Students who are hoping to develop their leadership skills within community settings are encouraged to enroll in service-learning courses where they have the opportunity to apply their knowledge to real-world public issues.
Example of a Service-Learning Course:
Serve the City Practicum: The Role of the Citizen Scholar
Dr. Melissa Kesler Gilbert
Students examine local community issues (e.g., hunger, immigration, poverty, environmental degradation, women’s rights, and human inequalities) through a social justice lens as they explore their own responsibility as both a citizen and a scholar. Topics of exploration include decreasing social capital, the soul of a citizen, the call for service, and civic engagement. Students actively participate in the community through service-learning residencies at local schools, non-profits, and government agencies. Students are trained in advocacy, leadership, community-organizing, and cross-cultural skills before moving out into the non-profit sector. Weekly on-line reflection seminars promote critical thinking, problem-solving, and the development of civic competencies, advocacy skills, and a renewed sense social responsibility.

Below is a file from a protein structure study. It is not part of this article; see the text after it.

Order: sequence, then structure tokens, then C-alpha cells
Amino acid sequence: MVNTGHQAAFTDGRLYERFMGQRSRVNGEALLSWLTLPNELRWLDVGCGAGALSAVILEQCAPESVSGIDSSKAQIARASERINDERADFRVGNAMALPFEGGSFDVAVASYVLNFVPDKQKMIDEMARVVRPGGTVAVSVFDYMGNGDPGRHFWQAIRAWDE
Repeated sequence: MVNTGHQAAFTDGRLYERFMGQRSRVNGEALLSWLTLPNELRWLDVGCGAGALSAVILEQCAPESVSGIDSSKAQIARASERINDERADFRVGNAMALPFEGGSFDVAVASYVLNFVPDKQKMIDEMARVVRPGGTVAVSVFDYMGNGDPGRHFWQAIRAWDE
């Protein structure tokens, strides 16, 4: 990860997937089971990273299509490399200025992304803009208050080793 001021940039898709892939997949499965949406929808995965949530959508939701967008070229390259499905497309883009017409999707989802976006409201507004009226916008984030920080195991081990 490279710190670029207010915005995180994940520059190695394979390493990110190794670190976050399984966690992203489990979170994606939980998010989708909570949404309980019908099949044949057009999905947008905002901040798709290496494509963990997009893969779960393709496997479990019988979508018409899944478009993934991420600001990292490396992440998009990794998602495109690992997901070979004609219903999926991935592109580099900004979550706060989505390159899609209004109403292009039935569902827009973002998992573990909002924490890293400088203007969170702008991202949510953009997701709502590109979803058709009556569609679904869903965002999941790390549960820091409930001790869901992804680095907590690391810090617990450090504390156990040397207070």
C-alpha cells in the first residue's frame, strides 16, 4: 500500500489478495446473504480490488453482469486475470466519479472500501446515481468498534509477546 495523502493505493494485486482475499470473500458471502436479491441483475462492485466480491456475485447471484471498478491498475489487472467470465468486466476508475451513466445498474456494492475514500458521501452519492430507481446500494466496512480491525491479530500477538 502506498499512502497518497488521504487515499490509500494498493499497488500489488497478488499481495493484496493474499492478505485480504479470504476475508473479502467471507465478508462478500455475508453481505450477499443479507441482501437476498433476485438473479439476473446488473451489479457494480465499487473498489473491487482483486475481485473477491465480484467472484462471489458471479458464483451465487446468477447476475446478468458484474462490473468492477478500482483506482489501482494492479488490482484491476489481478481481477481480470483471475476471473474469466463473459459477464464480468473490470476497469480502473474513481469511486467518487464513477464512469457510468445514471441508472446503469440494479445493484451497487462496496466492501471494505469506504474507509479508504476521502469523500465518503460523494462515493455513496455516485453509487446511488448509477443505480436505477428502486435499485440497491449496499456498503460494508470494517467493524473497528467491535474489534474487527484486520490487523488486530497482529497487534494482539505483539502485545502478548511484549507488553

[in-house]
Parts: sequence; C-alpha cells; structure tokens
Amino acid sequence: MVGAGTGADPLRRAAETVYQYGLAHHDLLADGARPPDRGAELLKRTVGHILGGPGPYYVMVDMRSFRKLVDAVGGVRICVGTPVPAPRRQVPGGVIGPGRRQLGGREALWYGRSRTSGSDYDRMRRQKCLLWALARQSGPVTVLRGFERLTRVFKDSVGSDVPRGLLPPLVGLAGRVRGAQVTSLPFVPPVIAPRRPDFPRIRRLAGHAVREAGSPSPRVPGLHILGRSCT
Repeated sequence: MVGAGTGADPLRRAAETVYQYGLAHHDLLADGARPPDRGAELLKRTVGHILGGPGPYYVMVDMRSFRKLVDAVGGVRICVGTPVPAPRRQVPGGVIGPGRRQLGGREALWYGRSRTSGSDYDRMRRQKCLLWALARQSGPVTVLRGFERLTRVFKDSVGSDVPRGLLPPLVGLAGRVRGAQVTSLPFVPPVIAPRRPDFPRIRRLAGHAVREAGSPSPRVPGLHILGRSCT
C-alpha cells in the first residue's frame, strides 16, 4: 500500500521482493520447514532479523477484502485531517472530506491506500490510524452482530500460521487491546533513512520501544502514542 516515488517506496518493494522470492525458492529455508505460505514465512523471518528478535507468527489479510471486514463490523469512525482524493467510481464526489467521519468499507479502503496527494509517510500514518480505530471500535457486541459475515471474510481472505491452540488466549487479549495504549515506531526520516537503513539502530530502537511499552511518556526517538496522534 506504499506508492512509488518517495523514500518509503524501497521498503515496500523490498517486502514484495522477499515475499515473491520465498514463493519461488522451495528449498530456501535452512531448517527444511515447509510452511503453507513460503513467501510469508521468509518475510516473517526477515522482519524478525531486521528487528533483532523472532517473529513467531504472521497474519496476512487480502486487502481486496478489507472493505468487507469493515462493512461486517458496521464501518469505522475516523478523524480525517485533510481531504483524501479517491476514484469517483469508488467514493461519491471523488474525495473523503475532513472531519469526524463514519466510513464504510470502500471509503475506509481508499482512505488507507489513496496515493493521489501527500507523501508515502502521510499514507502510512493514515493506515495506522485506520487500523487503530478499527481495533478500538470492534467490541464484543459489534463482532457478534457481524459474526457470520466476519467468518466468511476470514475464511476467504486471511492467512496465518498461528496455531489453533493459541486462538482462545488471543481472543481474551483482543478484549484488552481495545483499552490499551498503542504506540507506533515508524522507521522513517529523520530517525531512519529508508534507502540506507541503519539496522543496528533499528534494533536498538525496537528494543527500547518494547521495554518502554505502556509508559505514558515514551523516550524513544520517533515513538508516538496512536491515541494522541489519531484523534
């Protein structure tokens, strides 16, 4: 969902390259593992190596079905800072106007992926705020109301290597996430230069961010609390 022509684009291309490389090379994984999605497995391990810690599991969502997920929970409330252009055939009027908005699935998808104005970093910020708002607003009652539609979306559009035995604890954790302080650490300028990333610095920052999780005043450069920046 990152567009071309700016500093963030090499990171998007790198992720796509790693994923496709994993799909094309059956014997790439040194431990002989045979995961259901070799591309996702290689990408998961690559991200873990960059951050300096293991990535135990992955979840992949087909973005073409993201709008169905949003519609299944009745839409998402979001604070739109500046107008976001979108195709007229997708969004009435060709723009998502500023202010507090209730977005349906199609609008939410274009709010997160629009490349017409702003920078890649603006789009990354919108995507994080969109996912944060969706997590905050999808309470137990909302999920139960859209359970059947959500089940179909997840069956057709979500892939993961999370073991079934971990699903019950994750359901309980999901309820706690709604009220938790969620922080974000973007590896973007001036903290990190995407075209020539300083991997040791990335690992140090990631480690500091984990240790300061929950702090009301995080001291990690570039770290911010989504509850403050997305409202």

Students in “Serve the City” are immersed in service programming enabling them to complete a “civic apprenticeship” with a local non-profit, school, or government agency whose mission is to build community capacity. Students are abe able to move learning from the classroom to the community as they work with local partners in the Columbus Metropolitan Area or with other university partners in the states or abroad. The course offers a different temporal and geographic landscape for student learning, offering students the possibility to situate themselves within both an emerging scholarly discourse on community service while simultaneously providing a landscape where they can help improve the lives of our neighbors. Research has shown that high quality short-term, intensive service-learning residencies provide a deep learning experience for students that can dismantle stereotypes, increase problem-solving skills, and develop a sense of social and civic responsibility. Students have daily opportunities to participate in the community, reflect with their peers about that experience, conceptualize the experience within an analytical framework, and test out new strategies at their site during the following visit. The service residency will also enable students to work with diverse populations at their sites. Many of the current partnerships that will support these practicum experiences will serve new immigrant families, residents living at or below the poverty line, and/or youth who have been labeled “at risk” by our schools and are living on the edges of society.